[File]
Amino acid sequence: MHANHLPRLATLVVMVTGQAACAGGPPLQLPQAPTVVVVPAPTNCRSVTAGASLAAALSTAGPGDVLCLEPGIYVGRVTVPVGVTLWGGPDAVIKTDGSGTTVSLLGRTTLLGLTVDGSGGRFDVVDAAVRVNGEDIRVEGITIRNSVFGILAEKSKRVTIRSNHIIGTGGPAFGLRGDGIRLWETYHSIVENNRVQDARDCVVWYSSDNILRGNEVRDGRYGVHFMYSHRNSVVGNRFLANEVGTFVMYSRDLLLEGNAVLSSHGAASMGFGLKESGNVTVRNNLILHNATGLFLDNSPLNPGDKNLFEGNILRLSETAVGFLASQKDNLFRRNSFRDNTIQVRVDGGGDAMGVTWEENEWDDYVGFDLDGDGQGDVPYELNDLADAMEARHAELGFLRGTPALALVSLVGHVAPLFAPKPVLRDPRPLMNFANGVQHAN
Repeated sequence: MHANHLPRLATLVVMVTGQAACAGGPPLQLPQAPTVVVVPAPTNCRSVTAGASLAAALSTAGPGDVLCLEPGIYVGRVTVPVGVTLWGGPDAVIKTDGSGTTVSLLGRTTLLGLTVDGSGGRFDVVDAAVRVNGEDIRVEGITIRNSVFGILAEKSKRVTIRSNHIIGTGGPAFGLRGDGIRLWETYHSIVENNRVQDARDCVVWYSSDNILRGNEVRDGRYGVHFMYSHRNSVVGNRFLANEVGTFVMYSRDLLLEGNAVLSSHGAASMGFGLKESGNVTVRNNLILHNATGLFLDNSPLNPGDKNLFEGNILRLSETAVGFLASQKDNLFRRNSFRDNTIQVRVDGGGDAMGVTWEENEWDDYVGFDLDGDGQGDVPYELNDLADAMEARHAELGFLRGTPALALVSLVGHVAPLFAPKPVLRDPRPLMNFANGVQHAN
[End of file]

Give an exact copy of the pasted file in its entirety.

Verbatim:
Amino acid sequence: MHANHLPRLATLVVMVTGQAACAGGPPLQLPQAPTVVVVPAPTNCRSVTAGASLAAALSTAGPGDVLCLEPGIYVGRVTVPVGVTLWGGPDAVIKTDGSGTTVSLLGRTTLLGLTVDGSGGRFDVVDAAVRVNGEDIRVEGITIRNSVFGILAEKSKRVTIRSNHIIGTGGPAFGLRGDGIRLWETYHSIVENNRVQDARDCVVWYSSDNILRGNEVRDGRYGVHFMYSHRNSVVGNRFLANEVGTFVMYSRDLLLEGNAVLSSHGAASMGFGLKESGNVTVRNNLILHNATGLFLDNSPLNPGDKNLFEGNILRLSETAVGFLASQKDNLFRRNSFRDNTIQVRVDGGGDAMGVTWEENEWDDYVGFDLDGDGQGDVPYELNDLADAMEARHAELGFLRGTPALALVSLVGHVAPLFAPKPVLRDPRPLMNFANGVQHAN
Repeated sequence: MHANHLPRLATLVVMVTGQAACAGGPPLQLPQAPTVVVVPAPTNCRSVTAGASLAAALSTAGPGDVLCLEPGIYVGRVTVPVGVTLWGGPDAVIKTDGSGTTVSLLGRTTLLGLTVDGSGGRFDVVDAAVRVNGEDIRVEGITIRNSVFGILAEKSKRVTIRSNHIIGTGGPAFGLRGDGIRLWETYHSIVENNRVQDARDCVVWYSSDNILRGNEVRDGRYGVHFMYSHRNSVVGNRFLANEVGTFVMYSRDLLLEGNAVLSSHGAASMGFGLKESGNVTVRNNLILHNATGLFLDNSPLNPGDKNLFEGNILRLSETAVGFLASQKDNLFRRNSFRDNTIQVRVDGGGDAMGVTWEENEWDDYVGFDLDGDGQGDVPYELNDLADAMEARHAELGFLRGTPALALVSLVGHVAPLFAPKPVLRDPRPLMNFANGVQHAN